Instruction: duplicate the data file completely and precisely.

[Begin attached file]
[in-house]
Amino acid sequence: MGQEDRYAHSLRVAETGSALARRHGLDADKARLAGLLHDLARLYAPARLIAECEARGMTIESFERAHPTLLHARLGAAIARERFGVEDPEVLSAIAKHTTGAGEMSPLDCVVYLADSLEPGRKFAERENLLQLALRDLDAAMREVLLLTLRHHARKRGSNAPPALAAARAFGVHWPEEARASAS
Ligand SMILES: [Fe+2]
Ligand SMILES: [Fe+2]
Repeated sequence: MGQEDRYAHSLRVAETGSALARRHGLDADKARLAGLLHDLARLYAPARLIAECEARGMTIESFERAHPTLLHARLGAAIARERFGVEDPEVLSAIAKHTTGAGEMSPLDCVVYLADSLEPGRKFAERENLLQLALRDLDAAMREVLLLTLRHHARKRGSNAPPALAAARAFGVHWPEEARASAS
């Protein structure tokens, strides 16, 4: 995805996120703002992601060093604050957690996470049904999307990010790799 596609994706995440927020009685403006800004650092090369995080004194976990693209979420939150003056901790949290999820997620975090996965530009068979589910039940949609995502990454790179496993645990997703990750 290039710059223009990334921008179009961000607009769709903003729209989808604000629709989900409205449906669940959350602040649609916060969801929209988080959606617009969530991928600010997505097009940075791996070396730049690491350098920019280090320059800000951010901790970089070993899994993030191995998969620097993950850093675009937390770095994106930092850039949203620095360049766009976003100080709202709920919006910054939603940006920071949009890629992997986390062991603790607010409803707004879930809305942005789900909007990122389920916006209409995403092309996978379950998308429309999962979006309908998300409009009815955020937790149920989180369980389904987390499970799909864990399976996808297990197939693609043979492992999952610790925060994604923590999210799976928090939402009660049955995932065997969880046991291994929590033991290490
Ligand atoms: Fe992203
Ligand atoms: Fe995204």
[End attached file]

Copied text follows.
[in-house]
Amino acid sequence: MGQEDRYAHSLRVAETGSALARRHGLDADKARLAGLLHDLARLYAPARLIAECEARGMTIESFERAHPTLLHARLGAAIARERFGVEDPEVLSAIAKHTTGAGEMSPLDCVVYLADSLEPGRKFAERENLLQLALRDLDAAMREVLLLTLRHHARKRGSNAPPALAAARAFGVHWPEEARASAS
Ligand SMILES: [Fe+2]
Ligand SMILES: [Fe+2]
Repeated sequence: MGQEDRYAHSLRVAETGSALARRHGLDADKARLAGLLHDLARLYAPARLIAECEARGMTIESFERAHPTLLHARLGAAIARERFGVEDPEVLSAIAKHTTGAGEMSPLDCVVYLADSLEPGRKFAERENLLQLALRDLDAAMREVLLLTLRHHARKRGSNAPPALAAARAFGVHWPEEARASAS
């Protein structure tokens, strides 16, 4: 995805996120703002992601060093604050957690996470049904999307990010790799 596609994706995440927020009685403006800004650092090369995080004194976990693209979420939150003056901790949290999820997620975090996965530009068979589910039940949609995502990454790179496993645990997703990750 290039710059223009990334921008179009961000607009769709903003729209989808604000629709989900409205449906669940959350602040649609916060969801929209988080959606617009969530991928600010997505097009940075791996070396730049690491350098920019280090320059800000951010901790970089070993899994993030191995998969620097993950850093675009937390770095994106930092850039949203620095360049766009976003100080709202709920919006910054939603940006920071949009890629992997986390062991603790607010409803707004879930809305942005789900909007990122389920916006209409995403092309996978379950998308429309999962979006309908998300409009009815955020937790149920989180369980389904987390499970799909864990399976996808297990197939693609043979492992999952610790925060994604923590999210799976928090939402009660049955995932065997969880046991291994929590033991290490
Ligand atoms: Fe992203
Ligand atoms: Fe995204």